A new survey has revealed that nearly two-thirds of financial advisers have concerns that the UK’s education system is incapable of helping produce the next generation of advisers.
The Personal Finance Society’s (PFS) seventh annual survey, which was conducted among 1,498 members, found that 63% of respondents believe the UK education system does not adequately serve the needs of the advice profession.
Participants said they want recruits with better literacy and numeracy skills, and not to have to ‘top-up’ these basics.
The survey also offers up an ‘amber warning’ on the future of the advisory profession, the PFS said, with advisory firms facing the prospect of ‘increasingly finding themselves competing to secure new hires from a diminishing talent pool’.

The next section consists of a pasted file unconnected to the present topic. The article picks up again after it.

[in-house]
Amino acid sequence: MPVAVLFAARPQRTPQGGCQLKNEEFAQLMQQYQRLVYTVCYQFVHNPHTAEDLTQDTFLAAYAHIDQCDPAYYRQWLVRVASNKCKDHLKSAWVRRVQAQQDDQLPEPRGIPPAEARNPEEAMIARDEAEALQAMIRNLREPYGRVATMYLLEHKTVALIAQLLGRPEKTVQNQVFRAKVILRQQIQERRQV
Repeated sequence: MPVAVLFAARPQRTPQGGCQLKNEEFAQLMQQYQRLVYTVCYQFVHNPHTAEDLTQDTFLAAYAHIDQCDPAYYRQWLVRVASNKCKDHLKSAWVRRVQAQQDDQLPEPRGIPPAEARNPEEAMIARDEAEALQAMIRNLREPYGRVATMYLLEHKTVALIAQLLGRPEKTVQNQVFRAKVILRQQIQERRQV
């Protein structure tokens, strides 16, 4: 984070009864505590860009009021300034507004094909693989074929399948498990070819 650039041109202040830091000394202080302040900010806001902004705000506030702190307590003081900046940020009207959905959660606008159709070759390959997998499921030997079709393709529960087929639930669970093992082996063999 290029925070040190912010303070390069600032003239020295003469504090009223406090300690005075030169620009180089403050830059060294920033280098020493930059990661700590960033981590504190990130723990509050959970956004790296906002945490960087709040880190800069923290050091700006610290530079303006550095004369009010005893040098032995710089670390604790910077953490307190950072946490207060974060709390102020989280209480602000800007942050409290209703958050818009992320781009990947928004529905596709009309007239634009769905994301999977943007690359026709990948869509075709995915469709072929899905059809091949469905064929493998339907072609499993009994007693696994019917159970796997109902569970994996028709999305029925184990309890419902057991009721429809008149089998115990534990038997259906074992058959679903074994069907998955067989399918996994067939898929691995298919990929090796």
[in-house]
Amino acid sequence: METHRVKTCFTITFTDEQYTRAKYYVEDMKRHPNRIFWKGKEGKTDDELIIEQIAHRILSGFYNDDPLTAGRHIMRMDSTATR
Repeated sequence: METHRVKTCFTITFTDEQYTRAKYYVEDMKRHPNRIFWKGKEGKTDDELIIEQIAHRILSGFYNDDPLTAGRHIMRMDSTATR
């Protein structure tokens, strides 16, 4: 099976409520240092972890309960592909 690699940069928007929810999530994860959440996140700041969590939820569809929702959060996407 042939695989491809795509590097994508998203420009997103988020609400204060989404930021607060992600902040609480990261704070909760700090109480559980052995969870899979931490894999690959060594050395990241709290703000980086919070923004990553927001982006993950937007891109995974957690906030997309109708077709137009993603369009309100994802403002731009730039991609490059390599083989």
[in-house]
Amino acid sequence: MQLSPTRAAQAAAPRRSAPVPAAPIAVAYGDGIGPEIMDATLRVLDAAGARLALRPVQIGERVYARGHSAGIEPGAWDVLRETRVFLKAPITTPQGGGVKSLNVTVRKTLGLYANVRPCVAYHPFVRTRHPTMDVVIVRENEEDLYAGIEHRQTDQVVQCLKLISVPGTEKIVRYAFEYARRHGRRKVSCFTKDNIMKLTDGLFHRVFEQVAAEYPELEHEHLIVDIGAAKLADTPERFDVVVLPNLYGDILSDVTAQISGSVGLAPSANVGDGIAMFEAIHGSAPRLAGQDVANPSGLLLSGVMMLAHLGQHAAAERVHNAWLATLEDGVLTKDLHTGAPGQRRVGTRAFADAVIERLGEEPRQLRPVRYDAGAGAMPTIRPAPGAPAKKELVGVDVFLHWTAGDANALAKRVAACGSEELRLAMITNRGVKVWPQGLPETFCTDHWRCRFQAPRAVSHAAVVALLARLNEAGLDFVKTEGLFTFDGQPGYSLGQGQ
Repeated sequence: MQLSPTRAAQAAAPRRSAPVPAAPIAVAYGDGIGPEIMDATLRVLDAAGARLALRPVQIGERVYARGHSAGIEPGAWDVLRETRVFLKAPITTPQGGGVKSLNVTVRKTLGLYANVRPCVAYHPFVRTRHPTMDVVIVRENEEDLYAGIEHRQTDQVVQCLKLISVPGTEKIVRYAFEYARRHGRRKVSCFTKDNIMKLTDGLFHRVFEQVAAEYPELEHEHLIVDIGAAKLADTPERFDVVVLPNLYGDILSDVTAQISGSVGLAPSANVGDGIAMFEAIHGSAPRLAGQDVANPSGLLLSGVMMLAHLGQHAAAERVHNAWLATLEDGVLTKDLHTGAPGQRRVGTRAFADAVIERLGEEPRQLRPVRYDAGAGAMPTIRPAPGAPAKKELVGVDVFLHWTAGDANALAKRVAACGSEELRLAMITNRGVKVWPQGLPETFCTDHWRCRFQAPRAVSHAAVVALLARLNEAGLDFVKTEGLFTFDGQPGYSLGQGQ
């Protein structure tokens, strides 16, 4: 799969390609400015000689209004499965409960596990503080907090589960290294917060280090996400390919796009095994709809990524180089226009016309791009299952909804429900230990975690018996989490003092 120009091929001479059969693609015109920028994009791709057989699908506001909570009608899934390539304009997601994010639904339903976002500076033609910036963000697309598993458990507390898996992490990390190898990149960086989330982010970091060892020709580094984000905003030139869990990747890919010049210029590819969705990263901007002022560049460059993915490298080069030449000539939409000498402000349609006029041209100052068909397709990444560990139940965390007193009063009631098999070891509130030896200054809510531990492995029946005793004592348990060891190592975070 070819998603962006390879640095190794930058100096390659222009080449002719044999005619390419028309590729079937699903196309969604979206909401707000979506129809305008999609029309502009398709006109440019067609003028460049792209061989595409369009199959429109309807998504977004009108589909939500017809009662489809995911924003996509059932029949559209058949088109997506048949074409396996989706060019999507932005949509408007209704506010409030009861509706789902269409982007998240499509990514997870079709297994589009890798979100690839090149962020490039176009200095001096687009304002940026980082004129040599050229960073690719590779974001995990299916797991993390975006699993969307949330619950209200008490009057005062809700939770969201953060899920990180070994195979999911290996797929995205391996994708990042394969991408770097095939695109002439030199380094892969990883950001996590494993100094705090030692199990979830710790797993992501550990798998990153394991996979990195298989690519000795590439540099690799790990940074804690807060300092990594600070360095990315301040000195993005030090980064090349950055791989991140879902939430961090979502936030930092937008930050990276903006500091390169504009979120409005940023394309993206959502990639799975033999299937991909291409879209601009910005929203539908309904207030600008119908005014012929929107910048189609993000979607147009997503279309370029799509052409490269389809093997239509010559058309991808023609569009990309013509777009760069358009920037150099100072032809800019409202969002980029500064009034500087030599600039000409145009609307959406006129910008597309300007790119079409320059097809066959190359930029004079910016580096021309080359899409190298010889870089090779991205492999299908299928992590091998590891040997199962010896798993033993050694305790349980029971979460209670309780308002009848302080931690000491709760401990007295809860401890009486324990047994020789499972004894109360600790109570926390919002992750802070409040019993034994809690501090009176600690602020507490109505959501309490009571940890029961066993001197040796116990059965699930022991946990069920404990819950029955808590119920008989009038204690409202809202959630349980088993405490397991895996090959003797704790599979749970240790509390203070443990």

PFS public affairs manager Daniel Pedley said: “As a profession, we need to work to develop new and varied talent pipelines. Future advisers might be waiting for us in schools, colleges, universities or elsewhere in the labour market.
“Collective action can help advises access talent pools that have been relatively untouched in the past. If we can show what an attractive prospect financial planning can be then more and more of the top talent from education and high quality career changers will consider a career in advice.”